What are Japanese Conjunctions ? Setsuzokushi ? Sounding native doesn’t end with good grammar and vocabulary, it includes the ability of connecting multiple ideas in one sentence. Conjunctions DO matter!
What are Japanese Conjunctions?!
JapaneseConjunctions: Brief description
Since you are here, I have a pretty good feeling that you already have a pretty good grasp of the basics. In today’s blog, we will mainly be discussing 接続詞 (setsuzokushi: conjunctions). Conjunctions are the part of speech that links and joins words, phrases and clauses in one or more sentences. A few common English examples are and, or, then, thus, while… and so much more! Although Japanese conjunctions are pretty much have similar functions to English conjunctions, Japanese conjunctions are a bit more complicated because of the different variations of sentence orders and construction of Nihongo in general. We will be discussing numerous common conjunctions and their application. It might get a bit confusing along the way so 頑張ってください！(Ganbatte kudasai: do your best!)
To be completely honest with you, there are so many Japanese conjunctions out there so I honestly doubt we can teach you all of them! BUT we will try to teach you the most common ones used in everyday conversations. Since the english translations can be quite confusing as is, we will add sentence examples to help you out. Make sure to practice these conjunctions by using them in different sentences. Good luck!
This is quite a simple conjunction that has the same function as “or” in English. The only difference is how you put a “ka” at the end of the sentence as well, to signify that it is a question.
Dochira ga tsukaitai desu ka? Enpitsu ka pen ka?
Which one do you want to use? Pencil or pen?
|And (more than 2 things)||To, Ya||と、や|
|And, then, after that (sequence)||Soshite, Sorekara||そして、それから|
|And (connecting 2 adjectives)||-kute, -de||〜くて、〜で|
|And (and also…)||Soreni, soshite, sorekara||それに, そして, それから|
These two are probably the most common and easy conjunctions to use. These are mainly used to connect two or more nouns. と is used for complete lists of nouns, while や is used for incomplete lists and serves as “and etc./and more”.
Kaban to shatsu wo kaimashita.
I bought a bag and a shirt.
Kaban ya shatsu wo kaimashita.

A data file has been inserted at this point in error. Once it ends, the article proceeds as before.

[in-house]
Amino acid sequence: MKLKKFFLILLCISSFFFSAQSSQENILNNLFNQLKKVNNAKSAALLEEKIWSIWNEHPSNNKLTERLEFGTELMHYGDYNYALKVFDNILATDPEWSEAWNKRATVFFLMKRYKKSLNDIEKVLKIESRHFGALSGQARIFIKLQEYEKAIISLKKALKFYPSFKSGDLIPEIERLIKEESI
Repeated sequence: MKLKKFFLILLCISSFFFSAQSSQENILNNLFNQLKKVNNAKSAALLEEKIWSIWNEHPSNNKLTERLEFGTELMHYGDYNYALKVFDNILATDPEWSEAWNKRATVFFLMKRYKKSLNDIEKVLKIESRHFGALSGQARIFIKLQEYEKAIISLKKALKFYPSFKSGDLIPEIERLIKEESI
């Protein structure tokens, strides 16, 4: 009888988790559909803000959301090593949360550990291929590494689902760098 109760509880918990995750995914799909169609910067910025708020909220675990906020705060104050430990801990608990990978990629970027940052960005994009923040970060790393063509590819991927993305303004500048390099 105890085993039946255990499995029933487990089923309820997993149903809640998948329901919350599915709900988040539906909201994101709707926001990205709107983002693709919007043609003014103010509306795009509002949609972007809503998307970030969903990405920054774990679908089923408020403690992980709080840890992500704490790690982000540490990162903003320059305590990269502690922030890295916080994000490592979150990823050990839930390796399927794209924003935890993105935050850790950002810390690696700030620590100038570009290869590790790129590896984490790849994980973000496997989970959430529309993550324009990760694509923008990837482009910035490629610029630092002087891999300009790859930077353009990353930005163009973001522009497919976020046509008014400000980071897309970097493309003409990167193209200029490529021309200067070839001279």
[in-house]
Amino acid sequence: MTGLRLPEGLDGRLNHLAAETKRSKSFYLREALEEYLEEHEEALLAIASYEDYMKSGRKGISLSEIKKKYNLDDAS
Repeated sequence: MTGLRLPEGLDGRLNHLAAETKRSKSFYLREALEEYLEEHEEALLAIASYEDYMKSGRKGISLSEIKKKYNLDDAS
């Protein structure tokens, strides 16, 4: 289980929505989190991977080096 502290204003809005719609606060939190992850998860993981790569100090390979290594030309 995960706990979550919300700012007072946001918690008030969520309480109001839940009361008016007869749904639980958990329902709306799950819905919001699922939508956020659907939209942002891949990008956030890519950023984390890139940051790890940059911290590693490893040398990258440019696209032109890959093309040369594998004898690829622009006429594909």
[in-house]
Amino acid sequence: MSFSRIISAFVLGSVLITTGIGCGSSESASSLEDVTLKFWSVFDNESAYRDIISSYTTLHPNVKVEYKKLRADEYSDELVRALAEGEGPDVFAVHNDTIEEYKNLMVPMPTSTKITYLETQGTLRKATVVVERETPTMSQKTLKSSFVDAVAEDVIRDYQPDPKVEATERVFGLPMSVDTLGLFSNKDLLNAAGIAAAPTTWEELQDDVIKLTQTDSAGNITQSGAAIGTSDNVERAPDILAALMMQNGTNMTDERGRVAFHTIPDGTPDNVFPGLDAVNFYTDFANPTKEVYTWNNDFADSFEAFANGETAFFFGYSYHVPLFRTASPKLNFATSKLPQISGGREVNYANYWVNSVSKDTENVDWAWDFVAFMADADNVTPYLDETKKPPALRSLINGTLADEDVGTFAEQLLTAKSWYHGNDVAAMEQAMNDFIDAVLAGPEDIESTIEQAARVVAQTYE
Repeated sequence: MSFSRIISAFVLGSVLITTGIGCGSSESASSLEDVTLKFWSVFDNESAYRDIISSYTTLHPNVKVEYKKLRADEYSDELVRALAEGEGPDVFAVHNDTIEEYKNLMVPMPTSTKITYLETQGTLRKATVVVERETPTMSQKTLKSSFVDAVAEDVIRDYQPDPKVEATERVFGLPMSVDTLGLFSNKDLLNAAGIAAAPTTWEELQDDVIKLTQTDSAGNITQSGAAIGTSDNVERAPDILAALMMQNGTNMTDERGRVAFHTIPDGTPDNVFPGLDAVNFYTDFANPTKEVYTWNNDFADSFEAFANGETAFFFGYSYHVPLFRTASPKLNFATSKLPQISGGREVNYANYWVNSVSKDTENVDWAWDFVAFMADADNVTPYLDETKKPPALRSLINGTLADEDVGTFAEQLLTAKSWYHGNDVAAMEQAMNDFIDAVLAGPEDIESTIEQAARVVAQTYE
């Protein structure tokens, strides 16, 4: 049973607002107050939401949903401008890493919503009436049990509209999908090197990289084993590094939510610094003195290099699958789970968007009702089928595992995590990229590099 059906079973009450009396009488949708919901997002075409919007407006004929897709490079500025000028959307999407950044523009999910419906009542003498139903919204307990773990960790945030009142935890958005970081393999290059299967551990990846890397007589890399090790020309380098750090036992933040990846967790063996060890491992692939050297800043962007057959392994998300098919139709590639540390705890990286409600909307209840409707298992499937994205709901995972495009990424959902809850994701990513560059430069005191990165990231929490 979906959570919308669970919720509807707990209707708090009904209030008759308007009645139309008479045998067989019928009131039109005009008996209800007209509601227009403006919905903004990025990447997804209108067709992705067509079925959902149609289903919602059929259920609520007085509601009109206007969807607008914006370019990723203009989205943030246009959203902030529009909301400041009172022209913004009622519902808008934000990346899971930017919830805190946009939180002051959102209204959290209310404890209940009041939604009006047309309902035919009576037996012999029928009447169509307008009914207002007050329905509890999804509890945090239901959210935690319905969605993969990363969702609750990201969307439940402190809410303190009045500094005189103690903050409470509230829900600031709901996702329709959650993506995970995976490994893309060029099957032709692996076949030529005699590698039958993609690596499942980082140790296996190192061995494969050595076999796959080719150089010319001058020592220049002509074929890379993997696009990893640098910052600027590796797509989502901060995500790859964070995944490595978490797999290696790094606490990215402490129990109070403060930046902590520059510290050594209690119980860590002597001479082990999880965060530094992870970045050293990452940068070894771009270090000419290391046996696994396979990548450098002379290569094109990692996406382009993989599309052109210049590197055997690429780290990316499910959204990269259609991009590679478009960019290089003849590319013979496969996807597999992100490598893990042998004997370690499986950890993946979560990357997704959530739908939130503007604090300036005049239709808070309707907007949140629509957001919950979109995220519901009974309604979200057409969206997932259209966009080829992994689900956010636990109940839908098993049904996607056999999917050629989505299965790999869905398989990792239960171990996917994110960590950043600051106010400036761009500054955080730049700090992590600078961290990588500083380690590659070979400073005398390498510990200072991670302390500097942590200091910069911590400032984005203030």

I bought a bag, a shirt and more. (but did not mention the rest)
These still function as “and” but is used to relay sequences of events and are the same as using て(mainly used in short sentences) in a sentence. They pretty much have the same function except それから can be used as “since then/afterward” as well.
Tokei wo kaimashita, soshite kyou sore wo naku shimashita.
I bought a watch and lost it today.
Ni nen mae nihon ni hikkoshi shimashita. Sore kara nihongo wo benkyou shiteimasu.
I moved to Japan 2 years ago. Since then, I have been studying Japanese.
These 2 connecting conjunctions mainly connect adjectives and serves as an “and”. 〜くて is used for an i-keiyoushi(i-adjectives) while 〜で is used for na-keiyoushi(na-adjectives). For 〜くて, you simply take away the last “i” and replace it with くて and for 〜で, you just add it to the end of your na-adjective.
Sono pasokon wa yasukute, hayakute, atarashii desu.
That laptop is cheap, fast and new.
Sono eiga wa kirei de yuumei deshita.
That movie was beautiful and famous.
それに, そして, それから
These still have the usage of “and” and functions as し, where it is used to list multiple things.
Sensei wa yasashii. Soshite kirei desu.
My teacher is kind and beautiful.
Kaban no naka wa pen, saifu, sore ni komakai okane ga arimasu.
There is a pen, wallet, and change in the bag.
Watashi wa kyabetsu o kire masu. Soshite, bensan wa sakana o junbi shimasu.
I will slice the cabbages and Ben will prepare the fish.
|Because, since, so||Dakara, nanode, sonotame (ni)||だから, なので, そのため （に）, から|
だから, なので, そのため （に）, から
As indicated above, these conjunctions have the function of giving reason, closely similar to the functions of “because” and “so” in English.
Furui kara kaimasen.
It’s old so I didn’t buy it.
Kinou tsukareta sugiru desu. Sono tame ni, kyou wa yasumi desu.
I was too tired yesterday. That's why today is my day off.
Kinou tsukareta tame ni, kyou wa yasumi desu.
I was tired yesterday so today is my day off.
|But, however||Ga, kedo, keredo, keredomo||が, けど, けれど, けれども|
が, けど, けれど, けれども,でも
These mainly have a connecting function much similar to the English “but”, where two conflicting phrases are joined together.
Kono pasokon wa benri demo ookii sugiru desu.
This laptop is convenient but too big.
Nihon ni ryokou shitai ga okane ga nai desu.
I want to travel to Japan but I don’t have money.